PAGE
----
Vaccine Therapy With Tumor Specific Mutated VHL Peptides in Adult Cancer Patients With Renal Cell Carcinoma
About 27,000 new cases of renal cell carcinoma (RCC) are diagnosed every year in the United
States. 11,000 of these cases will die from the disease. More than half of patients
present with advanced or metastatic disease for which chemotherapy plays a very limited
role. Therefore, development of another therapeutic approach is needed. Cancers in humans
are commonly associated with mutations in dominant and recessive oncogenes. These genes
produce mutated proteins that are unique to cancer cells. Von Hipple-Lindau gene, which is
associated with the development of the VHL disease, has been recently mapped and cloned; it
is found to be mutated in 57% of sporadic renal cell carcinomas.
Data in mice have shown the generation of MHC restricted CTL that are capable of detecting
endogenous cytoplasmic peptide derived from mutated oncogenes. In addition, we have
recently demonstrated, by conducting different phase I clinical trials in which we vaccinate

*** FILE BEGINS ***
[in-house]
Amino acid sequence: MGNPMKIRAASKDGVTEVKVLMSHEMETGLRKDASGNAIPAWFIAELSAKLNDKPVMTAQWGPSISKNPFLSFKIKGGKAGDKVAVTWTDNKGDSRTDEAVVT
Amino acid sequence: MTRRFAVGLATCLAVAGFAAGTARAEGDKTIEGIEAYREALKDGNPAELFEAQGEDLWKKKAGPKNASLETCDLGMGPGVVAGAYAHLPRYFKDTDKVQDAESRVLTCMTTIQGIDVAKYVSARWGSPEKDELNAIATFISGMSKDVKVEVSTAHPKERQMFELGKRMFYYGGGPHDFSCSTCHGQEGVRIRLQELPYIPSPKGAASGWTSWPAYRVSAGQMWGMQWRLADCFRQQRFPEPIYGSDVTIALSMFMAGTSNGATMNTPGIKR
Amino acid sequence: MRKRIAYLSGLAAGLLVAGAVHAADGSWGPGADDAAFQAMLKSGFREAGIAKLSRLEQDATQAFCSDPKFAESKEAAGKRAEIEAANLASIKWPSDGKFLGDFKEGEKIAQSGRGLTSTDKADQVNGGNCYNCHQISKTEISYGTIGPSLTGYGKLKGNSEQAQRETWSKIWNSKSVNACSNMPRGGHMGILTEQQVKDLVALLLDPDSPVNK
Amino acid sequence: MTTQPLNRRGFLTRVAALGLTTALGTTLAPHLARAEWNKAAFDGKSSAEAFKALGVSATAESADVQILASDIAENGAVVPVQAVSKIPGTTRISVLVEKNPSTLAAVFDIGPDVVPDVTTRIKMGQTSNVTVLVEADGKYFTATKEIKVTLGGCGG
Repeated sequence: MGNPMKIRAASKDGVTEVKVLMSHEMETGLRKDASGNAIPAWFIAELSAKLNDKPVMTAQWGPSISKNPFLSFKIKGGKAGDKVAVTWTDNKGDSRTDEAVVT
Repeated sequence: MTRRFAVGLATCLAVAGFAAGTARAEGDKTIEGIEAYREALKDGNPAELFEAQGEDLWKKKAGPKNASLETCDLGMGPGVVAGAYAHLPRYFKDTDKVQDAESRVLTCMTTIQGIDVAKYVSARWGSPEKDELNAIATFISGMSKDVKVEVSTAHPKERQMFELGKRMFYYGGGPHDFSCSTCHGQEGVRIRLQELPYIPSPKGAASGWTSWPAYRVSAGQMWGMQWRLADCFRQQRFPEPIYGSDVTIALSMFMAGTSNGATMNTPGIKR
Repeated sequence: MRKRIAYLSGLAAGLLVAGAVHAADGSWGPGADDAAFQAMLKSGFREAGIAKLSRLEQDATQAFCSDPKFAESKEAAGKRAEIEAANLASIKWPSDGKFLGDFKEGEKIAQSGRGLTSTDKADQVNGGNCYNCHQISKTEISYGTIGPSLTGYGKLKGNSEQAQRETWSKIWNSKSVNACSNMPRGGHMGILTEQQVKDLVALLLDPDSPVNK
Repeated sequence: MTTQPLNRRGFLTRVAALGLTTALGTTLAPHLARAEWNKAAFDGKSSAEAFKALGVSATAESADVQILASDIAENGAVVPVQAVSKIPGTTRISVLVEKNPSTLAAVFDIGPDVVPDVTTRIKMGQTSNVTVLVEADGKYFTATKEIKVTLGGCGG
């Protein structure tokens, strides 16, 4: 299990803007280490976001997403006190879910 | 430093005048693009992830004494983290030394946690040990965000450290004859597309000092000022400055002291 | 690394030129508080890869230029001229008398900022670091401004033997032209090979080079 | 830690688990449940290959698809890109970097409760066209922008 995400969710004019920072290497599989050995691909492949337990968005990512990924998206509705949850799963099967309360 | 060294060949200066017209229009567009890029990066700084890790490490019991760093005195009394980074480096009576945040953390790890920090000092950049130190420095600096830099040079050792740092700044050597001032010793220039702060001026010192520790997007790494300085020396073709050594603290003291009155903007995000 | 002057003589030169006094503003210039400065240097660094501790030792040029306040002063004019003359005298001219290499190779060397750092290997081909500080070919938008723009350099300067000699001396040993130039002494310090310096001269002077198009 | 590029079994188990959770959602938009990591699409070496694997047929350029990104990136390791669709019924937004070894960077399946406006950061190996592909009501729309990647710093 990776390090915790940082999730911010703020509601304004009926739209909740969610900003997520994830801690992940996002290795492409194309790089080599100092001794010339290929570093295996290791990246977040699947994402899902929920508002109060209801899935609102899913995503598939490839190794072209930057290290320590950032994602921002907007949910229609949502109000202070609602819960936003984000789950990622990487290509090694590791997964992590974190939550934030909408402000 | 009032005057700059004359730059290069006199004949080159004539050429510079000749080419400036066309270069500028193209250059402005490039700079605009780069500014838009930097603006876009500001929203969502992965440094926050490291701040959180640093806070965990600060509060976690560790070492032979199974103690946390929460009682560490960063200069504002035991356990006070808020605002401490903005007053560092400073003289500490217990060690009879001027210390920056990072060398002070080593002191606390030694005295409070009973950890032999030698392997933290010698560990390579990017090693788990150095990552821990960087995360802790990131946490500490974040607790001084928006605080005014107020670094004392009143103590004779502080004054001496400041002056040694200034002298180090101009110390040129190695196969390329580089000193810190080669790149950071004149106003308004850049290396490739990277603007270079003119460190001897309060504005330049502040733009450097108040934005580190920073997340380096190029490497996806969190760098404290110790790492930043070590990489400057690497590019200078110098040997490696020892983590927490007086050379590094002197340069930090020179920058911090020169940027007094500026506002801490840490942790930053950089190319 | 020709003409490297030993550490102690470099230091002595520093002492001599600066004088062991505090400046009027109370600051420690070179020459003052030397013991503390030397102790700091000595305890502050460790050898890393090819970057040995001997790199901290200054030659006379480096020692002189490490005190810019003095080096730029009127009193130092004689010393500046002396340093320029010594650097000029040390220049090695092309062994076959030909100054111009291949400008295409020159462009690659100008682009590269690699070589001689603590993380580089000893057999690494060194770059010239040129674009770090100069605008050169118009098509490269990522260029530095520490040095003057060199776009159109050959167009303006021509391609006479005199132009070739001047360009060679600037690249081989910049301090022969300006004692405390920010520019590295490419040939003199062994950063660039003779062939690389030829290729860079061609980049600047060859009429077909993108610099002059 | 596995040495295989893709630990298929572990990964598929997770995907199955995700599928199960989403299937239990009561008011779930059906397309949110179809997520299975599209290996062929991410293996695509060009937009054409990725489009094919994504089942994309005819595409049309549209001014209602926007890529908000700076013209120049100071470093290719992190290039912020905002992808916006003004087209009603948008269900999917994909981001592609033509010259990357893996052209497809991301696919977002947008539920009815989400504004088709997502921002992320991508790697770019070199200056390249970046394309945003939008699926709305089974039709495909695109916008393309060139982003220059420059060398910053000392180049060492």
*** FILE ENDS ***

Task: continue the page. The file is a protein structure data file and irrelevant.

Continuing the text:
cancer patients with mutated Ras or p53 peptides corresponding to the abnormality patients
harbor in their tumors, that in some patients we can generate immunological responses
represented by the generation of lymphocytes (CD4+ and/or CD8+). In the current study, we
would like to extend our observations to test whether VHL tumor suppressor protein can be
immunologically targeted by vaccination. We have identified specific epitopes along the
amino acid sequence of the VHL protein which represent known specific HLA class-I binding
motifs. These amino acids stretches in the VHL protein correspond to the area of the point
mutation hot spots. Therefore, this protocol treats patients with sporadic RCC who carry
VHL mutations in their tumors with corresponding mutant VHL peptide vaccination.
Allocation: Randomized, Endpoint Classification: Safety/Efficacy Study, Intervention Model: Single Group Assignment, Masking: Open Label, Primary Purpose: Treatment
Percentage of Participants Who Generated an Immune Response
The immunological response was assessed by in-vitro T cell cytokine production enzyme-linked immunosorbent spot (ELISPOT). From each patients, post-vaccination peripheral blood mononuclear cells (PBMC) were compared to pre-vaccination as a baseline. A positive ELISPOT result for the patients was defined as a total number of experimental spots in the post-vaccination sample of more than twofold above the total spots in the pre-vaccination sample.
Samir N Khleif, M.D.
National Cancer Institute, National Institutes of Health
United States: Federal Government
|National Cancer Institute, National Institutes of Health||Bethesda, Maryland 20892|